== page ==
2017 Opening Convocation: Two Days of Theology and the Arts


On August 31 and September 1, 2017, DITA hosted two days of fine arts, lectures with historians and theologians, and an exciting musical performance that featured an orchestra made up of top musicians of faith from across the nation.


August 31, 2017

The Patience to See: The Sights and Sounds of Carlo Dolci

An Evening with the Nasher Museum of Art


To celebrate the opening of the Nasher’s exhibit, “The Medici’s Painter: Carlo Dolci and Seventeenth-Century Florence,” the country’s first-ever exhibition of the remarkable paintings and drawings of Carlo Dolci (1616-1687), DITA hosted an evening focused on the contemplative witness of Dolci and his work. A favorite of the Medici court, Dolci was a celebrated and popular artist in his day, but his personal and original interpretation of sacred objects fell out of favor. The evening included lectures by Dr. Ben Quash and Dr. Chloe Reddaway, the premiere of “Blue Madonna,” an original composition by Dr. Jeremy Begbie, and performances from this period.


I have never been part of an art lecture before so being able to play Jeremy’s beautiful, brand new piece — that was such a challenge for me because I’m more musically oriented than visual art oriented, so I really tried to bond with the Blue Madonna painting as I prepared for the performance. What are we learning from this painting? Because art isn’t neutral. It is meant to teach us something, too.” Elizabeth Ostling, Boston Symphony Orchestra

September 1, 2017

Secretaries of Praise: Poetry, Song, and Theology

A Conversation on the Church and Poetry


On the second day, a panel of theologians and Irish poet, Micheal O’Siadhail, participated in a conversation on the intersection of poetry and theology, with particular attention to our praise to God. Featured speakers included Dr. David Ford, Emeritus Professor of Divinity at Cambridge University, Dr. Tom Greggs, Marshal Chair of Divinity at the University of Aberdeen, Dr. Jennie Grillo, Assistant Professor of Old Testament at Duke Divinity School, and poet, Micheal O’Siadhail. The panel was moderated by Dr. Richard Hays. The event highlights one of DITA’s primary goals: to facilitate the intersection of disciplines for the sake of conversation. Part of the panel included a time for questions from Duke Divinity students and friends to panelists.

For more photos from the event, click here.

September 1, 2017

Home, Away, and Home Again: the Rhythm of the Gospel in Music

A Concert in Goodson Chapel



The two days culminated with Jeremy Begbie leading an ensemble of over thirty musicians of faith from the top orchestras across the United States for an interactive and unforgettable evening. This newly created orchestra explored how music can unlock the three-fold rhythm of the Gospel: from home, to away, and then home again. Never before had a group of this size played in Goodson Chapel, and never had Duke Divinity woven teaching and music together like this. Audience and performers alike were invited to experience the power of music to draw us home.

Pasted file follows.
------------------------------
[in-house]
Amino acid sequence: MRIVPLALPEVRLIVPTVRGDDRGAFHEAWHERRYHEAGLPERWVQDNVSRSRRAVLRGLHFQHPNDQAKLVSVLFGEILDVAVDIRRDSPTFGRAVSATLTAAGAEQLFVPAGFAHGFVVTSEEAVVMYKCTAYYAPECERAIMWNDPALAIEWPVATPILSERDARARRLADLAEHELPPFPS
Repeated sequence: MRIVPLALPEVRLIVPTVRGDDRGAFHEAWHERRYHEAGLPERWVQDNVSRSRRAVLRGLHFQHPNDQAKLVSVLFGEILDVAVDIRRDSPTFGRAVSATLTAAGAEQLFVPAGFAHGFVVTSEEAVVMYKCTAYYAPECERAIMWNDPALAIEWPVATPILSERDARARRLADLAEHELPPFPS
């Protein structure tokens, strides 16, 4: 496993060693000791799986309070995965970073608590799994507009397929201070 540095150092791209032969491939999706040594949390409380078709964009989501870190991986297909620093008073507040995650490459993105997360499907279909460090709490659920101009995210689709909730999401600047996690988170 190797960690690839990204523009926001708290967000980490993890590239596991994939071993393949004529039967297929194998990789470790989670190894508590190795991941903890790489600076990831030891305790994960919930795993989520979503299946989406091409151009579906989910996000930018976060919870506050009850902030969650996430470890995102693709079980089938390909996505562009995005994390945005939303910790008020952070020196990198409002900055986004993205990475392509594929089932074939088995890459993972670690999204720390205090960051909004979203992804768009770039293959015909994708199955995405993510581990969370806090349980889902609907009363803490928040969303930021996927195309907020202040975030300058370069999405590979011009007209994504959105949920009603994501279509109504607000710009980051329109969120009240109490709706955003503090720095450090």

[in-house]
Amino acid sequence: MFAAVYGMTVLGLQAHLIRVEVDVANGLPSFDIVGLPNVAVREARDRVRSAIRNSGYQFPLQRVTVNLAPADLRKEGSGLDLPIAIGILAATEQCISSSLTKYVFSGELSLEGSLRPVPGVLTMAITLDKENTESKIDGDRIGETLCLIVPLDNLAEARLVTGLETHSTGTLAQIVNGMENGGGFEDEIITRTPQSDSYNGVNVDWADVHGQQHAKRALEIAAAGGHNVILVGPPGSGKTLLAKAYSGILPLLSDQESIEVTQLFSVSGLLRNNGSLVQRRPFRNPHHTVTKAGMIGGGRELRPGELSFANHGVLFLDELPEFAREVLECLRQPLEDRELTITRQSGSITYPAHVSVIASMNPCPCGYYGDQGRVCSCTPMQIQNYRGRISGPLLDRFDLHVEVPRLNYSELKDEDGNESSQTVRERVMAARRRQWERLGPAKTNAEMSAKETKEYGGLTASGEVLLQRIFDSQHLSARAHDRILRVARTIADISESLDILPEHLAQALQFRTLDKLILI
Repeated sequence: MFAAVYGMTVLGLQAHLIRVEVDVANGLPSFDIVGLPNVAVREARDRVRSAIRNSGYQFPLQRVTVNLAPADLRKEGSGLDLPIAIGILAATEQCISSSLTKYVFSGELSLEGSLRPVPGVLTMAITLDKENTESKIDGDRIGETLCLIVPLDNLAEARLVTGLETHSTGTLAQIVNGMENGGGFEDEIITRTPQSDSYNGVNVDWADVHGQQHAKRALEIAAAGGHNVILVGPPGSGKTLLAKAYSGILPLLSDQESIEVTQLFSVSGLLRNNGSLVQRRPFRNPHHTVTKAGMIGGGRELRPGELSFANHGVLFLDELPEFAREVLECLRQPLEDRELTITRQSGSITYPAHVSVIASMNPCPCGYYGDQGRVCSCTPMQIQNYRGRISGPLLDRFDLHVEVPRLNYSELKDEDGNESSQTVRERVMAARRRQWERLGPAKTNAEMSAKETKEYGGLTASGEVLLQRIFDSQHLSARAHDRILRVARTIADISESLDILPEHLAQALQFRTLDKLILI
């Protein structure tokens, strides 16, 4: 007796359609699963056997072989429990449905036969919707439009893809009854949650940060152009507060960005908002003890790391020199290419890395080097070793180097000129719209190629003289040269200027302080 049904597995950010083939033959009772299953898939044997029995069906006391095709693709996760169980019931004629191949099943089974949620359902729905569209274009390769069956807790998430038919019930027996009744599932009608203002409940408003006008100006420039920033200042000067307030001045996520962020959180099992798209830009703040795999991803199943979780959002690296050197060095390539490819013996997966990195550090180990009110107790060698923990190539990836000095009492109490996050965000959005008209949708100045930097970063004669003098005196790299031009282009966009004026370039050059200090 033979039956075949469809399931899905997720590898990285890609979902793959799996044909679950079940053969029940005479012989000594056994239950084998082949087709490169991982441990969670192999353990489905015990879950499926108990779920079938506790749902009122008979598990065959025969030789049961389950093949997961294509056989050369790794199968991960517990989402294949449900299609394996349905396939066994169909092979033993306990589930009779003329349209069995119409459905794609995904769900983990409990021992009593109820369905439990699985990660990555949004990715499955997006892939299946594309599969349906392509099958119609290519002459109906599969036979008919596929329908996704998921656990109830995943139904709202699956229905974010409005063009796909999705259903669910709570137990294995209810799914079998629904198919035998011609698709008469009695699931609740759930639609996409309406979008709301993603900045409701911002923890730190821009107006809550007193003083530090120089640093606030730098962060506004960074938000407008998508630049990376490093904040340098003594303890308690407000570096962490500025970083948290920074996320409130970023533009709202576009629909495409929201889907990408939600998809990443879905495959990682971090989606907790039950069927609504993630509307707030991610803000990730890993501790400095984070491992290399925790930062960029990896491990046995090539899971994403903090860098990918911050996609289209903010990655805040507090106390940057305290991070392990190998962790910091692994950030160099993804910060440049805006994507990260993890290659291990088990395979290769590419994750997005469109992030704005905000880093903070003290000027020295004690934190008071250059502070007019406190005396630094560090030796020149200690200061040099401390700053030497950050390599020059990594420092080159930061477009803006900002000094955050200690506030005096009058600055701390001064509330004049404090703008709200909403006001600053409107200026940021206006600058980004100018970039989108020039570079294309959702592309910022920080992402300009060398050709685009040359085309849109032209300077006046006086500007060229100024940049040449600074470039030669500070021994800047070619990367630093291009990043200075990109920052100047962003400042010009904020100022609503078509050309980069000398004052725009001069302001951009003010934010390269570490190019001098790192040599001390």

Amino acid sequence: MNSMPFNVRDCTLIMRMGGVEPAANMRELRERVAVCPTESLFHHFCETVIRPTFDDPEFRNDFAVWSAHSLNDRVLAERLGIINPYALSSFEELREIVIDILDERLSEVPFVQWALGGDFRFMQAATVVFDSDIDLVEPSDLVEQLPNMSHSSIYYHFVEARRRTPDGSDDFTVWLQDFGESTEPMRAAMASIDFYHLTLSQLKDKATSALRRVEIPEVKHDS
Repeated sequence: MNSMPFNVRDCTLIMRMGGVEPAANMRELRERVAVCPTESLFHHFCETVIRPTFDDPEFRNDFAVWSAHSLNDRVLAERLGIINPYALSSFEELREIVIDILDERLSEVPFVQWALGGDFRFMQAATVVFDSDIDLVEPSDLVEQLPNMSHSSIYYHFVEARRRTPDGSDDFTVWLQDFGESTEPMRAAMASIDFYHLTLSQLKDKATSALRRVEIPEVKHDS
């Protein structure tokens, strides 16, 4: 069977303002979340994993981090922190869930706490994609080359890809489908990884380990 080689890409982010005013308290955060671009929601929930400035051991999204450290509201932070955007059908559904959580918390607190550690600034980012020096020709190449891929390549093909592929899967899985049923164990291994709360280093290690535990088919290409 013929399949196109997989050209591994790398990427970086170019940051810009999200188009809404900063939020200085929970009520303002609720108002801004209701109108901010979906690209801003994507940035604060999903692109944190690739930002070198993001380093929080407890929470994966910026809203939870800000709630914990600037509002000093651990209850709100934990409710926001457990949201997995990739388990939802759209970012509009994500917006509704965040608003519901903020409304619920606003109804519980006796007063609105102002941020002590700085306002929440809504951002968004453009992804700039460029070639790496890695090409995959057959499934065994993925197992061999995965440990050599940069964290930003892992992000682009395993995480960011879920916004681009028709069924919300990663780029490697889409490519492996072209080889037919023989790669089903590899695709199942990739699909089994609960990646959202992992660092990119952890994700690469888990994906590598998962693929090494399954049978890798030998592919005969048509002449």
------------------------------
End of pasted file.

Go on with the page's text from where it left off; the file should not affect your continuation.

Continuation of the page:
It was a gift to the audience, but it was also a gift to ourselves as we shared in community with others that share our faith. It might be expressed in different ways, but there is that commonality, that bond, where we enjoy playing together at a deeper level. It is more than notes on a page and we need to play as well as we can. What we are doing here is every person on the stage — we’re all offering musical sacrifices to God.  Our prayer is that it is a fragrant offering to God as we do this.” Doug Yeo, Boston Symphony Orchestra (Emeritus)

The evening was a concert-for-a-purpose as well, with all proceeds going to North Street Neighborhood Corner House, a Reality Ministries community. In a retrospective on the evening, Duke Divinity Professor, J. Warren Smith, described the climactic moment of the evening:

Before the final pieces were performed, Begbie brought up a middle-aged woman known as Miss T. She is a member of the Reality Ministries community in Durham … After she read a poem, one of the Reality Ministries staff led us in prayer for people of Corner House and Begbie conducted us in singing, “Guide me, O Thou Great Redeemer.” In that moment we were more than an audience — listeners — at a concert; we were synagogue; we were ecclesia. In that atmosphere of compassion and worship, we were Church.”


We didn’t expect to be moved to tears in the process of a performance, but seeing the sacrificial community Reality Ministries practices in their community — that is, the love of Christ — and it is a wakeup call and inspiration.” Nicholas Tavani, Aeolus Quartet


For more photos from the event, click here.

September 2, 2017

Music and Theology Intensive with Jeremy Begbie and Alan Torrance

Duke Divinity School


To conclude the weekend, the visiting musicians spent time with Dr. Jeremy Begbie and Dr. Alan Torrance for a day of conversation about the intersection of music and theology.

As performing musicians, we often separate the worship we have in church from our performances, but I think it’s an incredible blessing that we can conceive of our performance as an act of worship. We can bring glory to God outside of the church setting. A lot of what Jeremy speaks about in the interplay between art and theology speaks to us. As a performing musician, that is life-giving.” Sarita Kwok, Gordon College